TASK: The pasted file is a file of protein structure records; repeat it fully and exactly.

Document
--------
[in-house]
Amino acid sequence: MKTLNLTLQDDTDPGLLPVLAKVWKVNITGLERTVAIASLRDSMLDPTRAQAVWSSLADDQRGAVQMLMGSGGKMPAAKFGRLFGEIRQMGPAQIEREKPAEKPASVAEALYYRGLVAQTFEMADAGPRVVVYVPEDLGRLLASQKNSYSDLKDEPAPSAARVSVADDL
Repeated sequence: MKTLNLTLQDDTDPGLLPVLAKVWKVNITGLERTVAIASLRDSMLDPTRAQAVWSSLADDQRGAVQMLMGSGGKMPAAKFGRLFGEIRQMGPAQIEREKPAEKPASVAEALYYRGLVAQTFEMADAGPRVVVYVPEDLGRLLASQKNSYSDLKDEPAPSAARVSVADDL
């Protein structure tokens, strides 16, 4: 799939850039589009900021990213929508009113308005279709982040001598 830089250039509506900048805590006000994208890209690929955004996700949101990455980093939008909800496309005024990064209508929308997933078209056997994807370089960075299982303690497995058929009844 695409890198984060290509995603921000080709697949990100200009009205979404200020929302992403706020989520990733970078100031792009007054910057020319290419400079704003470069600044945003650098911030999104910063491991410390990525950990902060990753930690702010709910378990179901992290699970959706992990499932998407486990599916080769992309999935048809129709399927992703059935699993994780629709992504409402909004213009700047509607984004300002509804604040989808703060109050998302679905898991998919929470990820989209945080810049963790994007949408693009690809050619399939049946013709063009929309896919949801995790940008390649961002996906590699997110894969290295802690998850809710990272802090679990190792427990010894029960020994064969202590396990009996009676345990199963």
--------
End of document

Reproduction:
[in-house]
Amino acid sequence: MKTLNLTLQDDTDPGLLPVLAKVWKVNITGLERTVAIASLRDSMLDPTRAQAVWSSLADDQRGAVQMLMGSGGKMPAAKFGRLFGEIRQMGPAQIEREKPAEKPASVAEALYYRGLVAQTFEMADAGPRVVVYVPEDLGRLLASQKNSYSDLKDEPAPSAARVSVADDL
Repeated sequence: MKTLNLTLQDDTDPGLLPVLAKVWKVNITGLERTVAIASLRDSMLDPTRAQAVWSSLADDQRGAVQMLMGSGGKMPAAKFGRLFGEIRQMGPAQIEREKPAEKPASVAEALYYRGLVAQTFEMADAGPRVVVYVPEDLGRLLASQKNSYSDLKDEPAPSAARVSVADDL
């Protein structure tokens, strides 16, 4: 799939850039589009900021990213929508009113308005279709982040001598 830089250039509506900048805590006000994208890209690929955004996700949101990455980093939008909800496309005024990064209508929308997933078209056997994807370089960075299982303690497995058929009844 695409890198984060290509995603921000080709697949990100200009009205979404200020929302992403706020989520990733970078100031792009007054910057020319290419400079704003470069600044945003650098911030999104910063491991410390990525950990902060990753930690702010709910378990179901992290699970959706992990499932998407486990599916080769992309999935048809129709399927992703059935699993994780629709992504409402909004213009700047509607984004300002509804604040989808703060109050998302679905898991998919929470990820989209945080810049963790994007949408693009690809050619399939049946013709063009929309896919949801995790940008390649961002996906590699997110894969290295802690998850809710990272802090679990190792427990010894029960020994064969202590396990009996009676345990199963």